Written by: Michael Den Boer on July 12th, 2007
Theatrical Release Date: Italy, 1987
Director: Dario Argento
Writers: Dario Argento, Franco Ferrini
Cast: Urbano Barberini, Daria Nicolodi, Coralina Cataldi Tassoni, Barbara Cupisti, Cristina Marsillach, Antonella Vitale, William McNamara, John Charleson
DVD released: September 11th, 2001
Approximate running time: 107 minutes
Aspect Ratio: 2.35:1 Anamorphic Widescreen
Sound: Dolby Digital DTS ES 6.1 English, Dolby Digital DD-EX Surround English
DVD Release: Anchor Bay
Region Coding: Region 1 NTSC
Retail Price: OOP
Synopsis: A young opera singer named Betty (Cristina Marsillach) is thrust into the spotlight right before opening night of Verdi’s Macbeth with the opera’s leading lady Mara Czekova is injured. A crazed fan stalks Betty forcing her to watch as the stalker kills everyone close to her. Will Betty be able to unmask her stalker before she becomes his next victim?
In 1987 Dario Argento would direct what many of his fans consider his last great film Opera. The film reportedly would be made during one of the most tumultuous times of Dario’s life with the passing of his father and ending of a lengthy relationship with actress Daria Nicolodi. The films plot which revolves around a sadistic killer who has ties with a young opera singer named Betty is one of Argento’s best written screenplays of his career as all the events unfold like a Shakespearean tragedy.
The play with in the film Macbeth is cursed and this lends to the various mishaps that happens along the way. The music of Giuseppe Verdi along with Claudio Simonetti’s score and the heavy metal that is injected into the film during the murder sequences are integral parts to the whole film. Even though Dario Argento is known for his baroque visual tapestry his films all owe a great debt to their composers who have through the various stages of his career supplied him with music that is menacing, haunting and most importantly unforgettable.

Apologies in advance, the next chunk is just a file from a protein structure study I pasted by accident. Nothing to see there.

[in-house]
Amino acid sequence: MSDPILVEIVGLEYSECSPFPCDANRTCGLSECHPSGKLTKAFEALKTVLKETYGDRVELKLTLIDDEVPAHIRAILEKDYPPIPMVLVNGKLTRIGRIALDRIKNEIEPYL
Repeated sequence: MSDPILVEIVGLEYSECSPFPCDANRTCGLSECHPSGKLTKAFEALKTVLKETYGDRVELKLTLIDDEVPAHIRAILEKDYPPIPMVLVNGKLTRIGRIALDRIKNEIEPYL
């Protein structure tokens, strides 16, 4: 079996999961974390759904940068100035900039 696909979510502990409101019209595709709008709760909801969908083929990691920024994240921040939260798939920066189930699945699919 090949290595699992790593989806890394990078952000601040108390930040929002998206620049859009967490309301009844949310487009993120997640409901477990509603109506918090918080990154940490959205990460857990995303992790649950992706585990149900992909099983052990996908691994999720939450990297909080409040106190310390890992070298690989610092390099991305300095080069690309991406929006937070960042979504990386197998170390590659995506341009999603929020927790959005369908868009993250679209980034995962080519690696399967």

Opera visually features some of Argento’s most stylish and daring compositions. The film which takes place mostly in two locations The Opera house and Betty’s apartment is perfectly lit. Color wise Opera is not vivid as most Argento films and its photography is most definitely a precursor to Argtento’s The Card Player. Fans of Argento’s previous films which enjoy several clichés like the excessive use of rain or the black gloved killer which are both used to great effect in the film like they had been used many times before by Argento.
The murders in Opera are the most graphic and disturbing of Argento’s career. My favorite moment also happens to be the most inventive murder ever conceived. It is when Mira, Betty’s manager is looking through peep hole and she is shot through the eye and the bullet travels down the hallway and hits Betty’s only contact with the outside world her phone. The dubbing for this release has taken on some criticism and while it is not without its setbacks it does have it charms when you get used to it. The cast all do a very good with the films weakest link being it’s lead Betty played by Cristina Marsillach. The best and most interesting performance in the film is Ian Charleson as Marco. Ultimately Opera is a flawless film in which Argento tackles everything he had learned up to that point and mixed them all together into bloodbath of sadism that goes for your jugular.
When this DVD was released by Anchor Bay nearly six years ago it was one of the best looking Dario Argento DVD transfers on the market. Revisiting this title all these years later the transfer while not flawless still looks really good. Sure there is noticeable grain; some very minor specs of dirt and some mild edge enhancement all these things while noticeable never become overtly distracting.
This release also trumps all other releases of Opera if only for it wide array of extras all of which are insightful. Extras for this release include theatrical trailers, a Daemonia music video, a Dario Argento Bio, a thirty-six minute documentary titled “Conducting Dario Argento’s Opera” and a bonus CD with the film’s score. Until a better release comes along this is the most definitive version of Opera on DVD.